It seems a poor fellow’s vehicle had conked out on the side of the road. He finally convinced a speeding motorist to stop and help. “If you could just push my car at a speed of 40 miles per hour,” the stranded motorist said to his newly arrived partner, “I’m convinced it will start.”
Sliding back behind the wheel of his car, the driver was relieved. All his worries behind him. Sadly, that exactly where his worries were: right behind him.
As he waited for that gentle nudge on the rear bumper that would move him down the road, he saw his rescuer in the rearview mirror. He was a quarter of a mile away and bearing down on the broken down car at 40 miles per hour — just as he had been instructed.
In these harrowing days when fewer and fewer people seem to stop and listen to what we Christians have to say, we sometimes think the answer is to scream louder. Picket signs. Boycotts. Petitions. Displays of righteous indignation accompanied by red faces and bulging carotids. The result is indeed clearer communication. It’s clear that we are mad as hell about something.
Without a doubt most Christians want to see healthy, serious change in the world. I do as well. But the solution is not to meet what we regard as societal inadequacies with the equal inadequacies of being judgmental, taking revenge, waging cultural warfare, and condemning every person who doesn’t agree with us.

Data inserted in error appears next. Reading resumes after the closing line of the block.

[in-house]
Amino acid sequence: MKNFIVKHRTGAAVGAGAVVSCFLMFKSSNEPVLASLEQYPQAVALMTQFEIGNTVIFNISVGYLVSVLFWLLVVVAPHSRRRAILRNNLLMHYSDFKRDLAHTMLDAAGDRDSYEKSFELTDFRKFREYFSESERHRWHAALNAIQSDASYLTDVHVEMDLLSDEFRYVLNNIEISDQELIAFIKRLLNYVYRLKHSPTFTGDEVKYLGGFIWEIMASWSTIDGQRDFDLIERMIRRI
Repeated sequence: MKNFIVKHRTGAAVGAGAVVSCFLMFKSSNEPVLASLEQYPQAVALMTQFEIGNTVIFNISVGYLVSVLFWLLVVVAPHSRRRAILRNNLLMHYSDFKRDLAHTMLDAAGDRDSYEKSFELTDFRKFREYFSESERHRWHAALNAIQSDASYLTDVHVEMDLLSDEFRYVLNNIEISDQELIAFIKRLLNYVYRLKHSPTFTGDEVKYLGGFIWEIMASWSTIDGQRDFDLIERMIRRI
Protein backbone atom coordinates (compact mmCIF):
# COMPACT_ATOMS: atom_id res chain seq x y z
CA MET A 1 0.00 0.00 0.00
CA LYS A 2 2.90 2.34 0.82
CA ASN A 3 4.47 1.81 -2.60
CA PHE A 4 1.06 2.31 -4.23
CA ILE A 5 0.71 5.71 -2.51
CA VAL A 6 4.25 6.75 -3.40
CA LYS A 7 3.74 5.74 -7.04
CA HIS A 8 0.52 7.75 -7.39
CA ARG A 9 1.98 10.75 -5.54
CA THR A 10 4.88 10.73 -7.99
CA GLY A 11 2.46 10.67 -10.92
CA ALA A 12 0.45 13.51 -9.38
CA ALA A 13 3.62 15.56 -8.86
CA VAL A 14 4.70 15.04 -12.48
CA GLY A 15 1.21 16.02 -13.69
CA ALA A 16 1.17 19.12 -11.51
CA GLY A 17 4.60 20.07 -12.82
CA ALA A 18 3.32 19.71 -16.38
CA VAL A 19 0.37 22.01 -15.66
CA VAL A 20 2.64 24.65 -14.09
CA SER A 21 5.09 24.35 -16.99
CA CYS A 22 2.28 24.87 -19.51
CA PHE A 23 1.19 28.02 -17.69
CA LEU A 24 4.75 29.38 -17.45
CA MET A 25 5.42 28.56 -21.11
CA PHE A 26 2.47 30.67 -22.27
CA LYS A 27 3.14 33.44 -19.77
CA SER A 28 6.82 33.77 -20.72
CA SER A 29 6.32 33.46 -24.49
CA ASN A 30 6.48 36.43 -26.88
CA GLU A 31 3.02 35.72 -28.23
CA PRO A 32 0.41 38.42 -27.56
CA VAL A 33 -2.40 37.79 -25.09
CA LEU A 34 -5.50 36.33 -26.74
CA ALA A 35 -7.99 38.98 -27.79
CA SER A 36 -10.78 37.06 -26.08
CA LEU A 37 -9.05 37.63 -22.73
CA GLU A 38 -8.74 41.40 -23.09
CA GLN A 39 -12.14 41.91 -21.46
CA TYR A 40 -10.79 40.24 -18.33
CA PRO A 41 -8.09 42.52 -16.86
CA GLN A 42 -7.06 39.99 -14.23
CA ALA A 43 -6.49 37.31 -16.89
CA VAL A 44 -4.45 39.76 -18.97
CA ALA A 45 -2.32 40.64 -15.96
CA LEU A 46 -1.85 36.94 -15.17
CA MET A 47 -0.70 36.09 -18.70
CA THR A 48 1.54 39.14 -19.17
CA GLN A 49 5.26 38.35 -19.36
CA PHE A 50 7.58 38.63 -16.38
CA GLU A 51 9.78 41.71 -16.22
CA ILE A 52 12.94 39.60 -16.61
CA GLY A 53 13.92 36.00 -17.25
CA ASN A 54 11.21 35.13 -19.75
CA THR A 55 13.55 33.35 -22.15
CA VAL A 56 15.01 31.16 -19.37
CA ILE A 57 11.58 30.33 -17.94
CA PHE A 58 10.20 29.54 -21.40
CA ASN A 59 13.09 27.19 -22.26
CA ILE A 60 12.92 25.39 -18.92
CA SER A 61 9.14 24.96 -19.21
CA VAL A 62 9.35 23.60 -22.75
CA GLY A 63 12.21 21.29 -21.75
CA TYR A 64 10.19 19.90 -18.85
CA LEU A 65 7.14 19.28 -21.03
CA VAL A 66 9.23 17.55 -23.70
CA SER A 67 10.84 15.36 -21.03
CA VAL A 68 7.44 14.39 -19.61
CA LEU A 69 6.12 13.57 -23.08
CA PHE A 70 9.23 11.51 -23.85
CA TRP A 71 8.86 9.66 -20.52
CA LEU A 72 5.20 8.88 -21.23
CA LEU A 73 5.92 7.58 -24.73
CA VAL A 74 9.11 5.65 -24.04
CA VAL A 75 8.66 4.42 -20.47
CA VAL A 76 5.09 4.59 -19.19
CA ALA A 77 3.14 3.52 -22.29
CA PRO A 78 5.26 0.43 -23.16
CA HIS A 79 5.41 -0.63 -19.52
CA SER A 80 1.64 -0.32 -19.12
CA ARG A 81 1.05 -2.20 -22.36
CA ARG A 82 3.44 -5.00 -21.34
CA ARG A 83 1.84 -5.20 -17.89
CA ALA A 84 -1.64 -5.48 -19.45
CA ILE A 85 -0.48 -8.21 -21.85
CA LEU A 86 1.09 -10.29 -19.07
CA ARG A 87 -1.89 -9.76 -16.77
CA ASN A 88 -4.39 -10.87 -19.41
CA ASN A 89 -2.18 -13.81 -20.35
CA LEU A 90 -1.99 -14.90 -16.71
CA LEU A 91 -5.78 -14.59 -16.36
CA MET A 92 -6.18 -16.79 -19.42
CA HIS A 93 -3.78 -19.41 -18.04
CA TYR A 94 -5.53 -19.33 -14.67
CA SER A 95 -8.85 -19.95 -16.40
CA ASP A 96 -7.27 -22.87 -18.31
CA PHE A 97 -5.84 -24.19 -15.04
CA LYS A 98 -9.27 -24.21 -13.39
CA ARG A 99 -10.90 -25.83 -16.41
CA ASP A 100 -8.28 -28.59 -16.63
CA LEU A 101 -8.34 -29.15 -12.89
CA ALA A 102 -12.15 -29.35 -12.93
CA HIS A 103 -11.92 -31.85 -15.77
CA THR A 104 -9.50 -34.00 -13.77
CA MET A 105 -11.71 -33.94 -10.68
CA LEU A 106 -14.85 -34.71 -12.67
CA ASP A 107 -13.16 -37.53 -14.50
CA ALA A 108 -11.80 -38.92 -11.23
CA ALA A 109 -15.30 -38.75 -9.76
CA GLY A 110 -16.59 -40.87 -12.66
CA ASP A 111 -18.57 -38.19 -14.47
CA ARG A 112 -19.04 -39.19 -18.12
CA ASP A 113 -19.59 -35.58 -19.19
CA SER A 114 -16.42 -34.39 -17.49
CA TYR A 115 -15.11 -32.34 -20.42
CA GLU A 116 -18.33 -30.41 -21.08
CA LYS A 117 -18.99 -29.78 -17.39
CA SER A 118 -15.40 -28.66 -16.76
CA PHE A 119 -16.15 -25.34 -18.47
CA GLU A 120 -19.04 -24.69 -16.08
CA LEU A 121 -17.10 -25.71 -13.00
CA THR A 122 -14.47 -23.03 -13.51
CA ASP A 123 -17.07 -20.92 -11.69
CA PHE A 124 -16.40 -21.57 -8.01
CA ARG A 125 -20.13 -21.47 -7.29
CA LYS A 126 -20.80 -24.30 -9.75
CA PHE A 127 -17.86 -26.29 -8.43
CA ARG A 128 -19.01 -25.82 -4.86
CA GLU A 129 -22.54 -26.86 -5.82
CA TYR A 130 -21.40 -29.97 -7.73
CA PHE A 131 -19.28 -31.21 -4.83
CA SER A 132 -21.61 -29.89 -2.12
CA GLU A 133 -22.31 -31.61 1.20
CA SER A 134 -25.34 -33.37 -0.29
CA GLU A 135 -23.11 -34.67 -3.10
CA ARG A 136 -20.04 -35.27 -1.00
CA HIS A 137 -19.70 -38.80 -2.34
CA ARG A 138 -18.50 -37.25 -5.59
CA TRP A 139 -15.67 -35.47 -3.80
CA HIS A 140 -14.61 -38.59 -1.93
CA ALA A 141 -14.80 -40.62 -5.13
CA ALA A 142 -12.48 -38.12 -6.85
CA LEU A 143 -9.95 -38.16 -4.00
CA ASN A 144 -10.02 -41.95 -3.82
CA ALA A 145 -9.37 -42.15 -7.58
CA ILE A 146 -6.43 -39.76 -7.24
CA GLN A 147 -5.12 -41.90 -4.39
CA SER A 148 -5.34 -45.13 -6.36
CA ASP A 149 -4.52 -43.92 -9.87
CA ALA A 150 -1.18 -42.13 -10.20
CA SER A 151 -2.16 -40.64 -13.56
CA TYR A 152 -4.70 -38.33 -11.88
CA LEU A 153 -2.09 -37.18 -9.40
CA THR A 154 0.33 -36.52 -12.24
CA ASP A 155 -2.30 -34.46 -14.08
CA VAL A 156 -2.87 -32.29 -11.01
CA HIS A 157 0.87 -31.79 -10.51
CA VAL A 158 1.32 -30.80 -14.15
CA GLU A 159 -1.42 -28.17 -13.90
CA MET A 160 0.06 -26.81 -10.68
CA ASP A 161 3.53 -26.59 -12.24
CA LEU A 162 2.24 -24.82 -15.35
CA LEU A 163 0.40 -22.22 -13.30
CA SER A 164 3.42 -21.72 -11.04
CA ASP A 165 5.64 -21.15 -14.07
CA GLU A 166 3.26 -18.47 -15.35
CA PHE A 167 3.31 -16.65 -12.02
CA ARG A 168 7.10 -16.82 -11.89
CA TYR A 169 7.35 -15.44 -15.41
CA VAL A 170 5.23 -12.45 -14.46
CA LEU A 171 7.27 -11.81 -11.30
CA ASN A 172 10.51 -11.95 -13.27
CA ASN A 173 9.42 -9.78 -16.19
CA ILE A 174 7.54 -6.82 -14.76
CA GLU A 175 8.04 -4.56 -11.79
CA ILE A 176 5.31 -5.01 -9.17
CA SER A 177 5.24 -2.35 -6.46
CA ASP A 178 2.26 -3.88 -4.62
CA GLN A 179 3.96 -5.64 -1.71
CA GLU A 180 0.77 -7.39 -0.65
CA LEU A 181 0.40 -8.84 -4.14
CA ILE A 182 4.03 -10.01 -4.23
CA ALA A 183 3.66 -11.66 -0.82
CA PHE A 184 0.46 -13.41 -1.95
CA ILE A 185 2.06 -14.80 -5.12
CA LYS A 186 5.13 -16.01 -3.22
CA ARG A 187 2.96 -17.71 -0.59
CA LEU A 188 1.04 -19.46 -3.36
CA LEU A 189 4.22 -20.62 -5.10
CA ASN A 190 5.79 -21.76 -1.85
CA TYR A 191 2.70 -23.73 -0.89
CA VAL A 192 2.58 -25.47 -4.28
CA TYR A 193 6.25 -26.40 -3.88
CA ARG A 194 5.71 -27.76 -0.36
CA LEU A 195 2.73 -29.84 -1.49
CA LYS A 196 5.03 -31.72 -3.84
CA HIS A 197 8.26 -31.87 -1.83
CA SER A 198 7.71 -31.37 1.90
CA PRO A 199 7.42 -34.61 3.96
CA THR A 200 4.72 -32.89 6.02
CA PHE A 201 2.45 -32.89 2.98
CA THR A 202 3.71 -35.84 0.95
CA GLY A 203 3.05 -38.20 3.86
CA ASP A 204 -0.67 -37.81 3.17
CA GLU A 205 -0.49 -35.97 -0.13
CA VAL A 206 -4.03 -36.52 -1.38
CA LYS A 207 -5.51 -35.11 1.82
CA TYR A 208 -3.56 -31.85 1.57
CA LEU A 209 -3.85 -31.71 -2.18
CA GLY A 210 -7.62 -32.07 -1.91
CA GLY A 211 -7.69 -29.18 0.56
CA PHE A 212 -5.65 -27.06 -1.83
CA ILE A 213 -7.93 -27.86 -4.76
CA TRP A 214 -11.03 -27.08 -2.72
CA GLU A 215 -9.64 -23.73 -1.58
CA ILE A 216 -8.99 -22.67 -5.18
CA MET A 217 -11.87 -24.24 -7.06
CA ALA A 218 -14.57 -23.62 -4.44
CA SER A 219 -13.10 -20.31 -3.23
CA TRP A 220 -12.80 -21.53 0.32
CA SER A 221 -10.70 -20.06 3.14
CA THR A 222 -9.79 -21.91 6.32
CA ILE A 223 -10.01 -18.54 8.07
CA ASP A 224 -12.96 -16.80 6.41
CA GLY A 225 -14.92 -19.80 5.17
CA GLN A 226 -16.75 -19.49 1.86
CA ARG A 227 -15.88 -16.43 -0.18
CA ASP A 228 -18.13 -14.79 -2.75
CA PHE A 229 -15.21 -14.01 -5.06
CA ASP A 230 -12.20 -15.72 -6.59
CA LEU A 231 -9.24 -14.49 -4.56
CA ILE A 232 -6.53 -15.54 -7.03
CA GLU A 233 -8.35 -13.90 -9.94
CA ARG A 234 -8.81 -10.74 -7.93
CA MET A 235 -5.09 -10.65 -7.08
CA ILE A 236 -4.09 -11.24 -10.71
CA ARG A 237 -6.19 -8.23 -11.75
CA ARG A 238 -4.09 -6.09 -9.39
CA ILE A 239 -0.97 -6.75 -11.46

If, in our passion to communicate something we feel very strongly about, said communication becomes hateful, as Christians we have betrayed our message. The path of Christ is to love those whom we consider our opponents. The way of Jesus is to engage and pray for our enemies, not to kill them. And don’t be fooled; our words can be as murderous (or more so) than flying bullets and hand grenades.
So, if you are one who loves a good boycott, why not take a different tactic: a little grace, a truce, a lowering of the weapons might be a necessary change of pace. And if you have been on the receiving end of a few displays of virtuous disapproval, cut some slack for your accusers, as well. We’re all just trying to get the car rolling again, but without clear and compassionate communication, it is nothing but a wreck waiting to happen.
Ronnie McBrayer is a syndicated columnist, pastor and author. His newest book is “The Gospel According to Waffle House.” You can read more at www.ronniemcbrayer.me/.